2017       Legislation amended the Century Code [NDCC 4.1- 01 – 18] concerning the  Federal Environmental Law Impact Review Committee. It was established during the 2015 legislative session (S.L. 2015, Ch. 64) and reviewed the federal environmental legislation and regulations detrimentally impacting the state sectors of agricultural, energy, or oil production. Legislation required the Committee to consult  with the North Dakota Attorney General. The Committe members included the Commissioner of Agriculture acting as Chairman, the Governor or designee, the majority leader of the House of Representatives or designee, the majority leader of the Senate or designee, one member of the Legislative Assembly from the minority party selected by the Chairman of Legislative Management. The Soybean Growers Association also selected an individual who represented the agriculture commodities groups (S.L. 2017, Ch. 61). Legislation also made changes to the Century Code [NDCC 4.1- 01 – 12] concerning all commodity groups and the role of the Commissioner of Agriculture, the Agricultural Commodity Assessments Funds, and the investment income allocation established by the State Treasurer [NDCC 21 - 10 – 07].  A credit of twenty percent of the investment income derived from the Soybean Council Fund went into the general fund for accounting, printing, data processing, legal, and other services with the remaining eighty percent going to the Council (S.L. 2017, Ch. 61). Reports from the Soybean Council submitted to the Standing Agriculture Committee of each House of the Legislative Assembly contained a summary of the activities of the Council during the current biennium,  a statement of revenues and expenditures for the next biennium, and a copy of the report submitted to the State Auditor providing a statement of revenues and expenditures for the previous two fiscal years. (S.L. 2017, Ch. 61).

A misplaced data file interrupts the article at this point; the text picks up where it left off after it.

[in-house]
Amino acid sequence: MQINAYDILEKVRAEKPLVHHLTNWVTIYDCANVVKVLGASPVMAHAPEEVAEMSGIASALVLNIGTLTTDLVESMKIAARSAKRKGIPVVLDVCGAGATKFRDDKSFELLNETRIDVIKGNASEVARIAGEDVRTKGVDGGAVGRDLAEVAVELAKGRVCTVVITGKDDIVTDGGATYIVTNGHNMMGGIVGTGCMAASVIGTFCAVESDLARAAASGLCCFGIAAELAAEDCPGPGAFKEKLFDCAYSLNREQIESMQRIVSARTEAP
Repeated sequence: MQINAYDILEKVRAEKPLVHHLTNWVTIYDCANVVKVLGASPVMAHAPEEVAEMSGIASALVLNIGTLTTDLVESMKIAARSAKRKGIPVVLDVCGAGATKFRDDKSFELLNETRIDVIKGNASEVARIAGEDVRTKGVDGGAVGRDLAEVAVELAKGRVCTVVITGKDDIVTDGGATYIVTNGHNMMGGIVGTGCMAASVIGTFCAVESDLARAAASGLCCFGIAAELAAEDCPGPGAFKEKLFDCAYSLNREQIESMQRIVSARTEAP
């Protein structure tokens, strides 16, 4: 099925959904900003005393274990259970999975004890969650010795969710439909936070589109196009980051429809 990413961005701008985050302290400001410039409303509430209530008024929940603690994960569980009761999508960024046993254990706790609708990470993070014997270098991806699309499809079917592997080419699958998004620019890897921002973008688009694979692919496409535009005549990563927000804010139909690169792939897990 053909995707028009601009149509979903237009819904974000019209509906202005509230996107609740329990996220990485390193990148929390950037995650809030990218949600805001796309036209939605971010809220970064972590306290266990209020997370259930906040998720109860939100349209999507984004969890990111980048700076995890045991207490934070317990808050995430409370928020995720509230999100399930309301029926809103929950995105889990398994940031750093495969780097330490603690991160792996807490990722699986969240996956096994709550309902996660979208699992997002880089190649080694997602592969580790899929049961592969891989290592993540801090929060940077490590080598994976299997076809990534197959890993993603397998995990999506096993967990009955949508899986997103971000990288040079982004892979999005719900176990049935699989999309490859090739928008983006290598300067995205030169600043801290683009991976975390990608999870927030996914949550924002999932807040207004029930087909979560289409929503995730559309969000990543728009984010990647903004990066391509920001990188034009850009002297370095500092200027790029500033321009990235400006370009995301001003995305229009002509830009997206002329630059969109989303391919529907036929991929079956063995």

North Dakota Century Code, Chapter 4 and 4.1-11.
North Dakota Secretary of State Blue Book.
North Dakota State Legislature Session Laws.
Soybean Council Website